“It is a play that haunted me — in a good way,” Cox said of “The Sandbox,” a 1959 absurdist work about a family, a grandmother who passes away in a sandbox and a young man who guides her way to the afterlife.
“It explores the process of mourning and how it is different for everyone,” Cox said.
Clocking in at 20 minutes, the play is the shortest piece in the festival and features a cast of five, Cox said.
Originally from St. George, Cox recently lost his own grandmother and was drawn to the story — as it takes a look at how people prepare for and deal with death, as well as the rituals involved with death.
“I want audience members to walk away considering how they view death,” Cox said of the play, which he said is an apt reminder for people to “live every single day of our lives to the fullest.”
“It’s really a beautiful show and there is a little something in there for everyone,” Cox said.
• “27 Wagons Full of Cotton” by Tennessee Williams. Directed by Scott Nielsen. (Wednesday, Thursday and Friday)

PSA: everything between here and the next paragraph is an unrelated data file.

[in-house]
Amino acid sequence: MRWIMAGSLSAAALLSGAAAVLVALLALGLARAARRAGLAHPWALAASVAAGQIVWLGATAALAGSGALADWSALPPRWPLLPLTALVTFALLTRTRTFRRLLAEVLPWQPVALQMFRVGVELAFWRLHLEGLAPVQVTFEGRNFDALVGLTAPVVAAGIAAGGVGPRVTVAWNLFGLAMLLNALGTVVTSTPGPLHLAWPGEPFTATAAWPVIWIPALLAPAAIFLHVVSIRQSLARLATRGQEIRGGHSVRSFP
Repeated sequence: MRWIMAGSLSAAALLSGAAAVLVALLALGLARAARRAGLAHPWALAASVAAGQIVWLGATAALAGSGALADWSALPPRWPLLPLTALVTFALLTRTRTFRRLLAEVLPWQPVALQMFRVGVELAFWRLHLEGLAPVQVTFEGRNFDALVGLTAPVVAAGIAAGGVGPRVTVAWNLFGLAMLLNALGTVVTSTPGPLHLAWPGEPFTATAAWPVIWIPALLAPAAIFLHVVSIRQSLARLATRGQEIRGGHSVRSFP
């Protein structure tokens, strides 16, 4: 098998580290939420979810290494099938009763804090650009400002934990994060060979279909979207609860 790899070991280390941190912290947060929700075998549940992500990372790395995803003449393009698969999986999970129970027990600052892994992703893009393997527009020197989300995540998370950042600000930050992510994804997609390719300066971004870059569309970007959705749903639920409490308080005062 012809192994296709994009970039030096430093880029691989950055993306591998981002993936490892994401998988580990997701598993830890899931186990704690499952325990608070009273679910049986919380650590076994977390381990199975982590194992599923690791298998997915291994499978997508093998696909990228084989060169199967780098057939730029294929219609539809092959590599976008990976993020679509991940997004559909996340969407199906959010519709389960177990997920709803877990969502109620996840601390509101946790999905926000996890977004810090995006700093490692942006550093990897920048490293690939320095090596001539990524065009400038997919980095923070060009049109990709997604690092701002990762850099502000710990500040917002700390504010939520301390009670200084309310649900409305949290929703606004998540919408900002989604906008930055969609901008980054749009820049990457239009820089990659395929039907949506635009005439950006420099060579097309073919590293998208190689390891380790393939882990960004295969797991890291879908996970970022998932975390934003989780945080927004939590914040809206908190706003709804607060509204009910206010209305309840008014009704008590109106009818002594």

Jake, a middle-aged cotton-gin owner, sets fire to the gin of the Syndicate Plantation, managed by Silva Vicarro. Silva suspects Jake and sets out to seek justice and revenge for the case of arson. The struggle between these two men finds its victim in the form of Jake’s young wife, Flora.
• “Counting the Ways” by Edward Albee. Directed by Rick Rea. (Wednesday and both Saturday shows)
Through a “vaudeville” of 21 scenes, a middle-aged couple examines — or more accurately, over-analyzes — the meaning of love and whether or not they genuinely love one another. Using word play, game play, flower play and even creme-brûlée, the story reveals that the more logically you try to think about love, the further you get away from it.
• “Flowers for Algernon” by David Rogers. Directed by Jeremy Dabb. (Thursday, Friday and Saturday matinee.)